Weekly Brief: Coming to your mailbox soon, self-driving mail trucks

The US Postal Service is looking to reinvent itself and save millions through self-driving tech. Andrew Tolve reports.

Snail mail is about to go semi-autonomous: the US Postal Service announced that it’s working with the University of Michigan to build a self-driving mail truck called the Autonomous Rural Delivery Vehicle. The agency plans to pilot the vehicle on 10 routes through rural America in 2019. If pilots go well, the Postal Service will roll the vehicle out on 28,000 rural routes by 2025.

The idea here isn’t to replace mail carriers with mail-toting androids. Instead, the Postal Service envisions autonomous vehicles supporting human carriers to make their jobs faster and more efficient; for example by driving them from mailbox to mailbox, allowing them to organise the mail for the next box while the vehicle takes care of itself. In other potential scenarios, the vehicle follows the carrier along a walking route, parks on its own or returns to pick up more mail from the post office while the carrier keeps working in the field. The Postal Service lost $5.6Bn (£4.2Bn) in 2016, so the hope is that autonomous vehicles can help it save money across its fleet of 228,000 vehicles, from fuel to maintenance to driver hours.

In other news, Nvidia unveiled a supercomputer codenamed Pegasus that it claims will speed Level 5 autonomous robotaxis to market. The artificial intelligence computing platform delivers over 320 trillion operations per second – more than 10 times the performance of its predecessor, Nvidia Drive PX 2. The hardware will be available come mid-2018.

Amazon Alexa claimed another in-vehicle integration. This time it’s Jeep, whose 2018 Jeep Cherokee Latitude will offer a new Tech Connect Package with various Alexa skills. Jeep drivers will now be able remotely start their cars, lock and unlock them, check fuel and tyre pressure and send destinations to the in-vehicle navigation system simply by talking to their Alexa-enabled devices (Amazon Echo, Echo Dot and Echo Show).

General Motors acquired a LiDAR start-up called Strobe to make it easier, faster and cheaper to deploy self-driving vehicles. Terms of the deal were not disclosed but GM claims that sourcing its LiDARfrom Strobe will cut the cost of putting LiDARin its vehicles by 99%, which is significant given thatLiDARis one of the most expensive components of self-driving cars. The acquisition comes a week after GM announced that it has doubled the size of its self-driving car fleet in California.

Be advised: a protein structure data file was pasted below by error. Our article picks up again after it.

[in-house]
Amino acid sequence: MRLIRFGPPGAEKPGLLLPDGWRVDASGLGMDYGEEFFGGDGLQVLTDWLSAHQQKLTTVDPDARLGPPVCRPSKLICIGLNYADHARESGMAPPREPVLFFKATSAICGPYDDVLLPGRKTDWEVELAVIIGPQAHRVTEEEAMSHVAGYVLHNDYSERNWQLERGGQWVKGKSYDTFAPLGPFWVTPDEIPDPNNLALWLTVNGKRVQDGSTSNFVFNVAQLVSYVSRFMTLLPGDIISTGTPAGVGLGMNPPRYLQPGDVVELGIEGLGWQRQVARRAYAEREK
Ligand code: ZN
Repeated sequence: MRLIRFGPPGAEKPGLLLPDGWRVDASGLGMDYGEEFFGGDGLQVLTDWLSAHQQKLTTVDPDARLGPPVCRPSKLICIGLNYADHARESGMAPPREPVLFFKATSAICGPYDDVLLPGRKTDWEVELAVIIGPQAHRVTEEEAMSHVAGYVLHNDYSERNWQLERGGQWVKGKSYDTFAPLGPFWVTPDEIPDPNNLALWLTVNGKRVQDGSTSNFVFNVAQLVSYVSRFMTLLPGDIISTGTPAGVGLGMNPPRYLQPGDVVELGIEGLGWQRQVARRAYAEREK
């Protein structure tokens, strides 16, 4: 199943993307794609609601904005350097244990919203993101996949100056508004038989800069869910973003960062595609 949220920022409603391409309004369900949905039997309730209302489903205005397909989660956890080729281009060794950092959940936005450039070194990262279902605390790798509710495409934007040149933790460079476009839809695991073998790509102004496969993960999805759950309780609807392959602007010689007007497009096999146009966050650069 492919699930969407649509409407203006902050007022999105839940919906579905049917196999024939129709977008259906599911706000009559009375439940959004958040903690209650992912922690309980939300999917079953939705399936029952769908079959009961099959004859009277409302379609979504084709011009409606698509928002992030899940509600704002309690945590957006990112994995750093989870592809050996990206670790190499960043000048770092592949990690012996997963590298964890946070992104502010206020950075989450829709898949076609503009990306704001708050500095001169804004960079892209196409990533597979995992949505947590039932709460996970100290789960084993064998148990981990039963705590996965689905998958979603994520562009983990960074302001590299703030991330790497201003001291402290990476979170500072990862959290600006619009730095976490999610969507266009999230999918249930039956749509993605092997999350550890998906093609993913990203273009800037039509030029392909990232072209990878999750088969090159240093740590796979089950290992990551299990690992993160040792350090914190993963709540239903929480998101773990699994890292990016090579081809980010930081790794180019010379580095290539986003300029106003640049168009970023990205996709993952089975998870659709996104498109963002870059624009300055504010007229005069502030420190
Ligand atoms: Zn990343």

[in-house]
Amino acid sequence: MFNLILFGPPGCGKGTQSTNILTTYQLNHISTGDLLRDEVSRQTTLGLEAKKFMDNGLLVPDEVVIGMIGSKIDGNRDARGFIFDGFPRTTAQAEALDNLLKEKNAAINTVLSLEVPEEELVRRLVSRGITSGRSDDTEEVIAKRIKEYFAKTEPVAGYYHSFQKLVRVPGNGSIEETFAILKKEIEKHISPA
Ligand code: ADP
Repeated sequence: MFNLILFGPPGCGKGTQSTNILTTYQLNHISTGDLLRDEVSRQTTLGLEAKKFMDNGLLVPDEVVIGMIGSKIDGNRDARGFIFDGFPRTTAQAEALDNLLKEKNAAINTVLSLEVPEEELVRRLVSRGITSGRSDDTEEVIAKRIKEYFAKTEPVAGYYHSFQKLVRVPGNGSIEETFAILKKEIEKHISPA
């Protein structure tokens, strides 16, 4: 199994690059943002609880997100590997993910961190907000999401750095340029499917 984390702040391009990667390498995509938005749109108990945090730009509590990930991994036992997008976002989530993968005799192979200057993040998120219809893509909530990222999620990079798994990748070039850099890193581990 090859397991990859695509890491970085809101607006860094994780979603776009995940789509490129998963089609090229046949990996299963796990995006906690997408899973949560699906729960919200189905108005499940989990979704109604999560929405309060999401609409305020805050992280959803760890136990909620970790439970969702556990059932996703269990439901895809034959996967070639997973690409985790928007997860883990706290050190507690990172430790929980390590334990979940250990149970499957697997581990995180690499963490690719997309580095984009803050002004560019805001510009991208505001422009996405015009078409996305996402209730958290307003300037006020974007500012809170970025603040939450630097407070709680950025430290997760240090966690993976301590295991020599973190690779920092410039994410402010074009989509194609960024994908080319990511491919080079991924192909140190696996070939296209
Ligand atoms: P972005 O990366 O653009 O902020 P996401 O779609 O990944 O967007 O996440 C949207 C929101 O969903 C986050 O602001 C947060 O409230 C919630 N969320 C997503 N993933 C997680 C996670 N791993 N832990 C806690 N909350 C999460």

Octo Telematics acquired the UBI assets of Willis Towers Watson, including its market-leading DriveAbility solution and the DriveAbility Marketplace. Key Willis Towers Watson personnel will join the Octo team and, moving forward, the two companies will collaborate on further development of algorithms and other analytical tools to provide actionable intelligence based on accurate analysis of data.

Panasonic has developed a cybersecurity system for autonomous and connected cars that claims to detect and prevent automotive intrusions in real-time. The system consists of a vehicle-installed “monitoring module” that protects individual vehicles plus a “monitoring cloud” that collects information from multiple vehicles. If an attack is detected in any of these vehicles the system can update across the entire fleet of vehicles.

Want to add self-driving capabilities to your shuttle service? Now you can without the headache of developing your own sensors, software and hardware. Ridecell is offering companies self-driving technology courtesy of Auro (which Ridecell acquired last week) and anAutonomous Operations Platform that allows robo-fleets to manage their own operational tasks, in both routine and emergency situations.

Finally, customers are baffled when carmakers and tech companies throw out words like “semi-autonomous”, “Cruise” and “Assist”, according to What’s in a name, a new report out of MIT. The report surveyed 453 people and documented their bewilderment when it comes to how autonomous, semi-autonomous and advanced driver assistance systems are titled. The word “Assist” sowed the most doubt (we’re looking at you Audi Traffic Jam Assist). Does that mean I need to assist the car or is the car assisting me or neither? The report encourages the industry to zero in on standardised terms rather than seek to differentiate their offerings with catchy terms that mean nothing and spawn greater confusion.

The Weekly Brief is a round-up of the week’s top telematics news, combining TU-Automotive analysis with information from industry sources.

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